Mice immunized against cancer by means of an injection of defibrinated blood show in the germinal centers of the lymphoid organs a marked increase in the numbers of mitotic figures. The increase becomes evident 48 hours after the injection in the majority of instances and reaches its climax at about the 5th day. After this time it subsides, returning to the normal rate about the 10th day.
These immunized animals, when inoculated with a cancer graft 10 days after the injection, show a second stimulation of the lymphoid centers similar to the first but more intense in character. This increase in the number of mitotic figures becomes evident as early as 24 hours after the cancer inoculation and persists in a marked degree for a week, after which there is a gradual return to the normal rate.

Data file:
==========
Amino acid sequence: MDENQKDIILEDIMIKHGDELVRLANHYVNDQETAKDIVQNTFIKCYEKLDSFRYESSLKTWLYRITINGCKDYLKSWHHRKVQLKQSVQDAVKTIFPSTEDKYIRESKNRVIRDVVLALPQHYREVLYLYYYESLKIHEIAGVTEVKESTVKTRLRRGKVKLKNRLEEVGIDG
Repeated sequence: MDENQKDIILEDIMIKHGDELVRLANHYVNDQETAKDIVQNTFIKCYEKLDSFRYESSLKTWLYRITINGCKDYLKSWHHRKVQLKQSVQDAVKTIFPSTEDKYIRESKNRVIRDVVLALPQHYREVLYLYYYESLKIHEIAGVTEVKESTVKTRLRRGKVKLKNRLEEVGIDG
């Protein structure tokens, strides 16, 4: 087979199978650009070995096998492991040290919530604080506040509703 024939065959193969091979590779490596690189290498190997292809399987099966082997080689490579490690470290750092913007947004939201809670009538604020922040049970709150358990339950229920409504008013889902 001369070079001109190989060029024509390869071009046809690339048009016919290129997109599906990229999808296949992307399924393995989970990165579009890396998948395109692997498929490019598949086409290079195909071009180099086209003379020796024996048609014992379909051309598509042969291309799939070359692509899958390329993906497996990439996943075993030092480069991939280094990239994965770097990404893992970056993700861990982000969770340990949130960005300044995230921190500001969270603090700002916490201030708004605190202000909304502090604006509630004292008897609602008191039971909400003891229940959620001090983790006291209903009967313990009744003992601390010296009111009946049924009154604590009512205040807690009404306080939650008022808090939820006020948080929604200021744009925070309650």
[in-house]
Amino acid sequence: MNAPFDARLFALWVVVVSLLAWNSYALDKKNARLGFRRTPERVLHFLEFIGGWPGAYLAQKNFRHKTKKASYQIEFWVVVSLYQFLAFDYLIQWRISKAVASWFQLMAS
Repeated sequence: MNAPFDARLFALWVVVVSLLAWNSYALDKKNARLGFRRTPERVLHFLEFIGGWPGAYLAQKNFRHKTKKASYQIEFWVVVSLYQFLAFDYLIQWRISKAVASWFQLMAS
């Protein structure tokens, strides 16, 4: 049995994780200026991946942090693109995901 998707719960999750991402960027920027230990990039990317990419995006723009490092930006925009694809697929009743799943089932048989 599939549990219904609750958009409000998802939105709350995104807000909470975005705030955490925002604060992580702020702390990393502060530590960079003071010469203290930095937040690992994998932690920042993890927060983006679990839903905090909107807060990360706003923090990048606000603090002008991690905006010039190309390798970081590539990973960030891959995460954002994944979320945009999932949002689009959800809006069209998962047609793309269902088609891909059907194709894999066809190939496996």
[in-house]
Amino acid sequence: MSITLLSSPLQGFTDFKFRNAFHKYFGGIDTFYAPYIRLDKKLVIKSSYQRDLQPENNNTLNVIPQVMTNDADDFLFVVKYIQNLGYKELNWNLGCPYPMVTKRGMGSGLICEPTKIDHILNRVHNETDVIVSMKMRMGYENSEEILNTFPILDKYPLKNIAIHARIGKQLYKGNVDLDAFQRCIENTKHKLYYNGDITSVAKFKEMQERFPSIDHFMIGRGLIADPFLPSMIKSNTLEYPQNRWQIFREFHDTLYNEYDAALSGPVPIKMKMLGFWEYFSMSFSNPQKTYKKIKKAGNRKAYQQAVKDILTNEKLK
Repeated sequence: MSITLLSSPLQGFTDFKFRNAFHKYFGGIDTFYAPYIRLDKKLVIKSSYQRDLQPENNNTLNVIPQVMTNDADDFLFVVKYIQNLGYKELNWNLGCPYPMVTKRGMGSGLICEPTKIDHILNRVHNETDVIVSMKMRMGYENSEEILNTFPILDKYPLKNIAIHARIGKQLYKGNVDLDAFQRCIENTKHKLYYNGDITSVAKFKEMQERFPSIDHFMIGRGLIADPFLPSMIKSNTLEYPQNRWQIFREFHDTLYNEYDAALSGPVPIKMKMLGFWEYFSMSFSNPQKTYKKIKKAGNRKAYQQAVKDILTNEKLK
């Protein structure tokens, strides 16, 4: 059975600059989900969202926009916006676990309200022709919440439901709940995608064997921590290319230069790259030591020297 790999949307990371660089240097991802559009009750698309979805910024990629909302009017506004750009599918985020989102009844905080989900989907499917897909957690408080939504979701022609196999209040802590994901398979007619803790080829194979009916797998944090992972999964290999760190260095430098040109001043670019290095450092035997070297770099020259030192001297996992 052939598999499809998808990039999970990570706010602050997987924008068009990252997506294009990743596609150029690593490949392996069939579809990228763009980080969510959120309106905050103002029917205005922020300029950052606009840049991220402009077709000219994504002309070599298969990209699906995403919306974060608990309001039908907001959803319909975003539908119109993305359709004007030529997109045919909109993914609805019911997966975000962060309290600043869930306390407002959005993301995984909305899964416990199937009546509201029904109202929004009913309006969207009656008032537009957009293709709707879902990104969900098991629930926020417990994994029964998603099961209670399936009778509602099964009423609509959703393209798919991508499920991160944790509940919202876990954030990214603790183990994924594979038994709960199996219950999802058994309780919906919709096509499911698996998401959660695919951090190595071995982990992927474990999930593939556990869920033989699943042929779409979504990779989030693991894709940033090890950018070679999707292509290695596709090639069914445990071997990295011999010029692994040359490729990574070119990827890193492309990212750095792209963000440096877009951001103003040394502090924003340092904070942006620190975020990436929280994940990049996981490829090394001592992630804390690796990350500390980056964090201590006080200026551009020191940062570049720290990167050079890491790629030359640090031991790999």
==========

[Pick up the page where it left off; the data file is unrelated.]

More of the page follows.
The lymphocytes of the circulating blood during the establishment of the immunity show frequent examples of amitotic division, and many examples of irregular and lobulated nuclei. These changes suggest intensified functional activity.
Contrary to the statement of Da Fano, cellular reaction in the subcutaneous tissues of immunized animals is present only in the region infiltrated by the injected cells. This fact becomes conspicuous when the immunizing injection is given intraperitoneally, in which case no cellular accumulations are noted in the loose connective tissues.
No constant cellular changes were noted in the bone marrow, thymus or thyroid gland, liver, or kidney of the treated animals.